In video, archbishop overseeing West Virginia probe expresses regret

In video, archbishop overseeing West Virginia probe expresses regret

In video, archbishop overseeing West Virginia probe expresses regret

Baltimore Archbishop William E. Lori prays as he celebrates a Mass with special intentions for survivors of abuse and for abuse prevention in the chapel of the headquarters of the U.S. Conference of Catholic Bishops in Washington April 8, 2019. (Credit: CNS photo/Bob Roller.)

A prelate overseeing the investigation of a bishop for the Vatican expressed regret that he redacted his name out of documents detailing financial aspects of the scandal.

WASHINGTON, D.C. — After a major newspaper published a story about alleged financial and sexual misconduct by a West Virginia bishop, a prelate overseeing the investigation for the Vatican expressed regret that he redacted his name out of documents detailing financial aspects of the scandal.

In an 8-minute video released June 7, Archbishop William E. Lori of Baltimore, who was tasked with overseeing the investigation in West Virginia, said mistakes were made and one of them was redacting his name, along with the names of other bishops and high-ranking church officials who received personal financial “gifts” from the Diocese of Wheeling-Charleston’s former bishop, Bishop Michael J. Bransfield.

Lori, who was appointed apostolic administrator of the West Virginia diocese after Bransfield resigned last fall amid allegations of sexual and financial misconduct, said in the video that transparency requires admitting mistakes.

“If I had to do it over again, especially at a time when we’re trying to create greater transparency and accountability, the report would have included the names of those bishops who received gifts, including my own, with some notation that there was no evidence to suggest that those who received gifts reciprocated in any way that was inappropriate.”

The preliminary investigation, he said, found that allegations of sexual misconduct by Bransfield toward adults were found to be “credible,” and it also determined that “during his tenure, he engaged in patterns of excessive and inappropriate spending, misused church funds for personal benefit,” that included travel, liquor, dining, financial gifts and luxury goods.

“There is no excuse nor adequate explanation that will satisfy the troubling question of how Bishop Bransfield’s behavior was allowed to continue for as long as it did without the accountability that we must require from those who have been entrusted with so much, both spiritual and material, as pastors,” Lori said.

The Baltimore archbishop faced scrutiny after The Washington Post daily newspaper published a story June 5 that said Lori had been one of several bishops and high-ranking officials who had received financial gifts from Bransfield and whose named was redacted from the report.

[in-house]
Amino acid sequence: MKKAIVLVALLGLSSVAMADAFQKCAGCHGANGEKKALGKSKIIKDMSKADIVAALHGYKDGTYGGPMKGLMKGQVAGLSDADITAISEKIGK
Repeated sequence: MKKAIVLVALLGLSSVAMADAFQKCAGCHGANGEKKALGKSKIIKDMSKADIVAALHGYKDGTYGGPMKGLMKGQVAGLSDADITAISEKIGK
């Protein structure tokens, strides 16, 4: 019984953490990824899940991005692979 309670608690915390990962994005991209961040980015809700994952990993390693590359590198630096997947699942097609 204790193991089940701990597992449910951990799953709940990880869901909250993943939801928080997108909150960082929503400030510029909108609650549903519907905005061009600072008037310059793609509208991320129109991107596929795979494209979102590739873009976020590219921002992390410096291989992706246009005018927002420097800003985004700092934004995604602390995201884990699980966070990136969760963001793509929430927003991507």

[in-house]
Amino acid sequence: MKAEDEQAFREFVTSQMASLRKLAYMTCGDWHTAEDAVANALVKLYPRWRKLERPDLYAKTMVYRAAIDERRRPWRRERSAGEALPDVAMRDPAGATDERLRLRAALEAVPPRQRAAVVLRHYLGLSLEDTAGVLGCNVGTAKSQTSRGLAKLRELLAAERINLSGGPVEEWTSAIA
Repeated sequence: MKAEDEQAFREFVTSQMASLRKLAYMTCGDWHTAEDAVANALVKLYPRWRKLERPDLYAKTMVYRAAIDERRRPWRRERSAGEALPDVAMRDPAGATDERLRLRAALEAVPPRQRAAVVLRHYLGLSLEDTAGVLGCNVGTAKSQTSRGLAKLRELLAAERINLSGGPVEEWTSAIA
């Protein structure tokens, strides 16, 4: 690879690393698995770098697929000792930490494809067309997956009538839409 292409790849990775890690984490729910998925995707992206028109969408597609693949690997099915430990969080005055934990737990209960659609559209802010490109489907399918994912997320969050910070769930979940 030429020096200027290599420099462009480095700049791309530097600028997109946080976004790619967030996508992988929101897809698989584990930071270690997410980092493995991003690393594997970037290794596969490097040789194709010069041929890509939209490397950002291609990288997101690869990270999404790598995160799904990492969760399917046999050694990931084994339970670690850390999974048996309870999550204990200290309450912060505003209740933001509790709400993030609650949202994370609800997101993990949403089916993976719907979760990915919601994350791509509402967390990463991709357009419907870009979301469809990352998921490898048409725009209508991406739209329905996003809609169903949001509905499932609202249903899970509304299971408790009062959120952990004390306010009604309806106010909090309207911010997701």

Others the Post said had received financial gifts included Cardinal Donald W. Wuerl, who recently retired as Washington’s archbishop; New York Cardinal Timothy M. Dolan; U.S. Cardinal Raymond L. Burke; Archbishop Carlo Maria Vigano, a former apostolic nuncio to the United States; Cardinal Kevin J. Farrell, a former bishop of Dallas who is now prefect of the Dicastery for the Laity, Family and Life at the Vatican, who received thousands for matters related to an apartment in Rome, the newspaper reported.

Lori said he has returned the amount of the gifts he received, $7,500, to the West Virginia diocese and asked that it be donated to Catholic Charities in the state.

Lori said he was asked to oversee the preliminary investigation commissioned by the Vatican, which now has all the information that was gathered.

“Those findings go directly to the Holy See for further judgment and action of the Holy Father,” he said in the video.

The Vatican has not announced what action, if any, it will take. Lori said he could not address the matter before without permission and that was not granted “until this week.” He said he is working with members of the financial council in the West Virginia diocese to assess lapses in financial control and to “revive good practices” to ensure a similar incident does not occur again.

In addition to the credible allegations of sexual harassment of adults, he said, the investigation found evidence of an “unhealthy culture that the former bishop created.”

He said he was praying for the religious community affected, for the diocese’s priests, deacons, laity, and religious, “for the appointment of a new shepherd for that diocese and for one that will embody Christ’s spirit of humility, compassion, care and concern, and service.”

“Friends, this cannot happen soon enough,” he added. “We will not relent in our determined efforts to bring about the reform and renewal of the Church and to restore the credibility, confidence and trust of the faithful in those of us who were charged with the awe-inspiring responsibility to lead, shepherd and, most of all, to serve with true Christ-like humility, care and concern for others.”


Crux is dedicated to smart, wired and independent reporting on the Vatican and worldwide Catholic Church. That kind of reporting doesn’t come cheap, and we need your support. You can help Crux by giving a small amount monthly, or with a onetime gift. Please remember, Crux is a for-profit organization, so contributions are not tax-deductible.

Latest Stories

Most Read

Crux needs your monthly support

to keep delivering the best in smart, wired and independent Catholic news.

Latest Stories